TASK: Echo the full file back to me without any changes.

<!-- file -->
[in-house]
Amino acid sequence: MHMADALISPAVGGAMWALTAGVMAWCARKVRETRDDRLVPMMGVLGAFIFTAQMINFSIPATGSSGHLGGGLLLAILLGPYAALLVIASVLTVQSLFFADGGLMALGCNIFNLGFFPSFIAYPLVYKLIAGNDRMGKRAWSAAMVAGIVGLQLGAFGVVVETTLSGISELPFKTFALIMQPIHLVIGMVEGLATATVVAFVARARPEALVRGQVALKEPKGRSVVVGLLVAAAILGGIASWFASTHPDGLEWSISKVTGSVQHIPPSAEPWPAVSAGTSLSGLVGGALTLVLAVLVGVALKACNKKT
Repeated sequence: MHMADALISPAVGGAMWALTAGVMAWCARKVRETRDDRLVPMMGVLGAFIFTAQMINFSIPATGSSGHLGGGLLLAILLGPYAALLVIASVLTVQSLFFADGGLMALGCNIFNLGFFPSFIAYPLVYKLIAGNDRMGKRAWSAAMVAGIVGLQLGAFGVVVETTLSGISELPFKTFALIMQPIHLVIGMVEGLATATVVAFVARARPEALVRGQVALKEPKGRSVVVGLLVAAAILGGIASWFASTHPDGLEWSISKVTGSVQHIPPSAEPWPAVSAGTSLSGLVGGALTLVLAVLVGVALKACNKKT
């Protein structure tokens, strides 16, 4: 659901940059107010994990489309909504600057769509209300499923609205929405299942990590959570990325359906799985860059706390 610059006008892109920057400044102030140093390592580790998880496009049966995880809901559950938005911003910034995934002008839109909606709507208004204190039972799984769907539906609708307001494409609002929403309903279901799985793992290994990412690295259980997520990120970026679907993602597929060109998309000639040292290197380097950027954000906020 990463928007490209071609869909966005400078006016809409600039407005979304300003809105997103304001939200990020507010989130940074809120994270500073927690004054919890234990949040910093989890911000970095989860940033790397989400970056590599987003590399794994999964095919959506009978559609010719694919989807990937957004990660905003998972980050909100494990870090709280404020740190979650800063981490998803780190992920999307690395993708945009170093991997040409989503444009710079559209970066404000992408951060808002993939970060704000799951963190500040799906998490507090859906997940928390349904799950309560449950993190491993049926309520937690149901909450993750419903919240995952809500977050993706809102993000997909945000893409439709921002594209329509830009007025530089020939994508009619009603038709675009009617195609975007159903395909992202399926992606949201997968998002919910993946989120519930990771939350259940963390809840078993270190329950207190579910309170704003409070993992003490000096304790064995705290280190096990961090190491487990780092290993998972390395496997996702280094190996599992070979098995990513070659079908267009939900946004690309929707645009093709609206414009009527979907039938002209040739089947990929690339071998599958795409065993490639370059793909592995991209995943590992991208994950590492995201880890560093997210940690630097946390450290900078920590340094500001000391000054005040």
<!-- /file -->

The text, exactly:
[in-house]
Amino acid sequence: MHMADALISPAVGGAMWALTAGVMAWCARKVRETRDDRLVPMMGVLGAFIFTAQMINFSIPATGSSGHLGGGLLLAILLGPYAALLVIASVLTVQSLFFADGGLMALGCNIFNLGFFPSFIAYPLVYKLIAGNDRMGKRAWSAAMVAGIVGLQLGAFGVVVETTLSGISELPFKTFALIMQPIHLVIGMVEGLATATVVAFVARARPEALVRGQVALKEPKGRSVVVGLLVAAAILGGIASWFASTHPDGLEWSISKVTGSVQHIPPSAEPWPAVSAGTSLSGLVGGALTLVLAVLVGVALKACNKKT
Repeated sequence: MHMADALISPAVGGAMWALTAGVMAWCARKVRETRDDRLVPMMGVLGAFIFTAQMINFSIPATGSSGHLGGGLLLAILLGPYAALLVIASVLTVQSLFFADGGLMALGCNIFNLGFFPSFIAYPLVYKLIAGNDRMGKRAWSAAMVAGIVGLQLGAFGVVVETTLSGISELPFKTFALIMQPIHLVIGMVEGLATATVVAFVARARPEALVRGQVALKEPKGRSVVVGLLVAAAILGGIASWFASTHPDGLEWSISKVTGSVQHIPPSAEPWPAVSAGTSLSGLVGGALTLVLAVLVGVALKACNKKT
């Protein structure tokens, strides 16, 4: 659901940059107010994990489309909504600057769509209300499923609205929405299942990590959570990325359906799985860059706390 610059006008892109920057400044102030140093390592580790998880496009049966995880809901559950938005911003910034995934002008839109909606709507208004204190039972799984769907539906609708307001494409609002929403309903279901799985793992290994990412690295259980997520990120970026679907993602597929060109998309000639040292290197380097950027954000906020 990463928007490209071609869909966005400078006016809409600039407005979304300003809105997103304001939200990020507010989130940074809120994270500073927690004054919890234990949040910093989890911000970095989860940033790397989400970056590599987003590399794994999964095919959506009978559609010719694919989807990937957004990660905003998972980050909100494990870090709280404020740190979650800063981490998803780190992920999307690395993708945009170093991997040409989503444009710079559209970066404000992408951060808002993939970060704000799951963190500040799906998490507090859906997940928390349904799950309560449950993190491993049926309520937690149901909450993750419903919240995952809500977050993706809102993000997909945000893409439709921002594209329509830009007025530089020939994508009619009603038709675009009617195609975007159903395909992202399926992606949201997968998002919910993946989120519930990771939350259940963390809840078993270190329950207190579910309170704003409070993992003490000096304790064995705290280190096990961090190491487990780092290993998972390395496997996702280094190996599992070979098995990513070659079908267009939900946004690309929707645009093709609206414009009527979907039938002209040739089947990929690339071998599958795409065993490639370059793909592995991209995943590992991208994950590492995201880890560093997210940690630097946390450290900078920590340094500001000391000054005040």